I’m also extremely fond of the premise of Mariah’s side of the story. I find the idea of the sleeper ship, or a generation ship, extremely appealing as a story construction in science fiction. It allows for time travel without much magical hand-waving, and fish out-of-water stories without contriving a way outside the setting. (On the rare occasions when I consider writing fiction, I often want to write about fast/slow space-travel cultural collisions.) This also ties Babylon 5into literary science fiction traditions, which was and still is rare on SF television.
There are still some major problems with “The Long Dark”; I don’t want to oversell the episode. The act structure gets fractured as it comes to a conclusion, with Garibaldi recruiting Mariah to find Amos, and then suddenly Garibaldi’s in the right place and Mariah’s bumped off-screen. The climax also lacks tension as the Soldier Of Darkness also goes down pretty easily when it’s finally exposed. But hey, the episode boasts Londo and G’Kar being charismatic and Schultz chewing scenery delightfully. “The Long Dark” is the episode that, to me, defines the first half of season two.
“A Spider In The Web” (season two, episode six; originally aired 12/7/1994)
“A Spider In The Web” serves as a brief shift in focus from the rise of evil threatening the entire galaxy to the rise of evil threatening humanity—a parallel that Babylon 5 demonstrates an attachment to over the course of its run. Thematically it works rather similarly to “The Long Dark.” The idea that the future is just as bad as the present, if not worse, runs through both episodes. In “Spider” that takes a conspiratorial form, which is very 1990s in its overt presentation, but does a good job of tackling broader real-world issues.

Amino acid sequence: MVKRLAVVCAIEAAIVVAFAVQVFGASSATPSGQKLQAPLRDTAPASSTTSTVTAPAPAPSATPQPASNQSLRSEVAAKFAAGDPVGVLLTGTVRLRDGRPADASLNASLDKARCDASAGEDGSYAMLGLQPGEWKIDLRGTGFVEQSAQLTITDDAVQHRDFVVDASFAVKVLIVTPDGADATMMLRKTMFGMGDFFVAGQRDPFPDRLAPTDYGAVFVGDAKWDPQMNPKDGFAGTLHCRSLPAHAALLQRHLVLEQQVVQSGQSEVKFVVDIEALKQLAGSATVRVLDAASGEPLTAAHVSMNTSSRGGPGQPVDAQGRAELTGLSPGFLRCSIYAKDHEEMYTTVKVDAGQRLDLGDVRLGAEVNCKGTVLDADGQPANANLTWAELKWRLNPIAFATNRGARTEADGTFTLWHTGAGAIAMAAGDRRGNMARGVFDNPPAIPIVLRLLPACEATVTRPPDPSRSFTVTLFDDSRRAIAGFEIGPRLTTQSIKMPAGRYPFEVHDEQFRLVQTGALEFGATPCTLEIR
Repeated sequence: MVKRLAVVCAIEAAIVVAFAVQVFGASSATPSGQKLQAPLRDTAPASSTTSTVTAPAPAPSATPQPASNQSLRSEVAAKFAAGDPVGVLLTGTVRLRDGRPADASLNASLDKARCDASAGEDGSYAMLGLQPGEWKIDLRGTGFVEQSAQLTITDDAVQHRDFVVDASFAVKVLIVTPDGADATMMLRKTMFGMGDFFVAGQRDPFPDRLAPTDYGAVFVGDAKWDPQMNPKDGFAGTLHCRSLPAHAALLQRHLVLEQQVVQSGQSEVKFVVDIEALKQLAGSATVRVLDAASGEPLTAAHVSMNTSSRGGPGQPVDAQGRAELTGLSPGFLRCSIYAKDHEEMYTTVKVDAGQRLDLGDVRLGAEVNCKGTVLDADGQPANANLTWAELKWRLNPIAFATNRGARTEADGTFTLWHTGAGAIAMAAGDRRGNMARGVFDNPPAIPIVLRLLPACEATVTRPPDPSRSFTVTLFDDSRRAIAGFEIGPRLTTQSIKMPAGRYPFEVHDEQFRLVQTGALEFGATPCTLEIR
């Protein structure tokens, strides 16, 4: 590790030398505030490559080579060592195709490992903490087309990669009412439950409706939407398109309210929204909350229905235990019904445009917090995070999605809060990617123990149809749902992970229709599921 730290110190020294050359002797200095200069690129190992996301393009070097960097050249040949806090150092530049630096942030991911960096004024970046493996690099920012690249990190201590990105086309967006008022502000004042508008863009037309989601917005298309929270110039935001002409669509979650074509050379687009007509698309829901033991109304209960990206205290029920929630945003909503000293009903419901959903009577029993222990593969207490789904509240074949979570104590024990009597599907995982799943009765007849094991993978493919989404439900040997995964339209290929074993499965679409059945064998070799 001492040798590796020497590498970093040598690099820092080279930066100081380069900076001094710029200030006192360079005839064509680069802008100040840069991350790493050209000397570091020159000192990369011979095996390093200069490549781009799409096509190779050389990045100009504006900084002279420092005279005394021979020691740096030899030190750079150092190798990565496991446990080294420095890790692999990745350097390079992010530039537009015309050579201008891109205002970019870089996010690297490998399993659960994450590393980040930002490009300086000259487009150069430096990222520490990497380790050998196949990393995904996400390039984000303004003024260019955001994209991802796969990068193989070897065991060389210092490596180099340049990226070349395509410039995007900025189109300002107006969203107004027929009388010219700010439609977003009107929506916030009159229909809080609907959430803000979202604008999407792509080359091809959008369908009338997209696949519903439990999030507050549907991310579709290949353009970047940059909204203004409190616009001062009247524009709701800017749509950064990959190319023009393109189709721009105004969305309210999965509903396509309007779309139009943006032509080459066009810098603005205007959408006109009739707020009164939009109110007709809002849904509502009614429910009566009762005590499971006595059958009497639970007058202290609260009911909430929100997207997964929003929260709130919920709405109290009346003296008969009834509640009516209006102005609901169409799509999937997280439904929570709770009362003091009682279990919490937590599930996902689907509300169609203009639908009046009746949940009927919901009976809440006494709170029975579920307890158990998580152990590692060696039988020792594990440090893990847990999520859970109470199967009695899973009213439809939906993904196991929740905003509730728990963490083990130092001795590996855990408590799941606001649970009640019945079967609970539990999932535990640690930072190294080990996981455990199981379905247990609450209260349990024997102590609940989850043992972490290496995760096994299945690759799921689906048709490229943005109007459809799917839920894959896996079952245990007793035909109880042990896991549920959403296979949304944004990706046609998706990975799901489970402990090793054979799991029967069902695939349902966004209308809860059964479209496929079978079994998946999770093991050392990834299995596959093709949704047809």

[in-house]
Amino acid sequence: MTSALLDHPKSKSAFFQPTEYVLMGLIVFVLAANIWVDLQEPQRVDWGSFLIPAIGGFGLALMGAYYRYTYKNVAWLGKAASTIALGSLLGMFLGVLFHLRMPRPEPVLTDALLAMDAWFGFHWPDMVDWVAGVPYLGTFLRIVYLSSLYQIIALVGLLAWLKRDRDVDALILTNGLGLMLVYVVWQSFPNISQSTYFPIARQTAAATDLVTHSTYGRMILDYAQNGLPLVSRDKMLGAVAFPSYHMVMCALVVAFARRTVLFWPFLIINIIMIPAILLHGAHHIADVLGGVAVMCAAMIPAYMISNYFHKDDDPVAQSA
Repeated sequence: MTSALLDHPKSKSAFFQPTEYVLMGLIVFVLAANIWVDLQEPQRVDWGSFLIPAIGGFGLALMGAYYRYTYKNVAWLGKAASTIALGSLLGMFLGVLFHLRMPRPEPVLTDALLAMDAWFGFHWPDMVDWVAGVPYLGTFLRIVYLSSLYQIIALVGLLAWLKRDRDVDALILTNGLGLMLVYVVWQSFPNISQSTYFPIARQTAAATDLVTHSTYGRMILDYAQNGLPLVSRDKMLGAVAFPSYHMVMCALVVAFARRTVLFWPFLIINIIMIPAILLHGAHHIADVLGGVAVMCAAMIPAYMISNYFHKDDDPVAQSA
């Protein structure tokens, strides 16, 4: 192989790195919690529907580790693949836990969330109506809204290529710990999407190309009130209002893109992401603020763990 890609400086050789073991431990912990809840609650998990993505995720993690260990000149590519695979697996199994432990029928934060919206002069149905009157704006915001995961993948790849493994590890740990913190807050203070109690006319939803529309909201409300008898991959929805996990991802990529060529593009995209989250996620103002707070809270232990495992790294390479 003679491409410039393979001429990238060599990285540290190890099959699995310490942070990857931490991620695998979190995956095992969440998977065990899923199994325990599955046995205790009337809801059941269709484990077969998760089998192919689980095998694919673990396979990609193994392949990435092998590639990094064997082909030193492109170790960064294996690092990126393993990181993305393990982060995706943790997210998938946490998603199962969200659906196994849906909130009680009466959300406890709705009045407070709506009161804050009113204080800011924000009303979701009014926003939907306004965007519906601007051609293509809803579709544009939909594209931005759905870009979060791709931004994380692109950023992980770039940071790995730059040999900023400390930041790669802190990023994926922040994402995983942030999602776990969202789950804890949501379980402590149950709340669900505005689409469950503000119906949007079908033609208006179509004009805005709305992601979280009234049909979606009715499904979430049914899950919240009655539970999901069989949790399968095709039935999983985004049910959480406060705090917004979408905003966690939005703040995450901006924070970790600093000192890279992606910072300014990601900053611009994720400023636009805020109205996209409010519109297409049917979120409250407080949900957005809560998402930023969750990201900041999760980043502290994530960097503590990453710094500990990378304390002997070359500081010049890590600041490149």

A shift in Captain Sheridan’s characterization allows the episode to have that added depth. We’ve seen Sheridan geek out about history before—he’s the first to identify the sleeper ship in “The Long Dark”; now that hobby has a point that’s useful for storytelling as well as exposition. “Some people collect coins, or art. I collect secrets,” he tells Garibaldi. This is used to explain how Sheridan knows about the Project Lazarus that gives the episode its threat, a semi-resurrected terrorist named Abel Horn. But it’s also used to show Sheridan’s ambitions.
Before this episode, the new protagonist of Babylon 5 was treated as something of a Boy Scout. He’s just happy to be on Babylon 5, where he can take showers, eat oranges, and interact with aliens. He’ll deal with problems as they arise, but he hasn’t yet been shown as an agent who will choose to instigate the story. However, when he tells Garibaldi that part of the reason he collects secrets is because he wants to find and destroy black ops groups like the “Bureau 13” revealed in “Spider,” he takes that new role. He is now a political creature, an idealist whose ambition is to cleanse the evil from his own government. Most interestingly, Sheridan believes that he can accomplish this goal. There’s no “I’m just a soldier” humility that we, the viewers, know to be untrue. Sheridan understands that he has significant power already, and he’s willing to acquire more power to achieve his goals.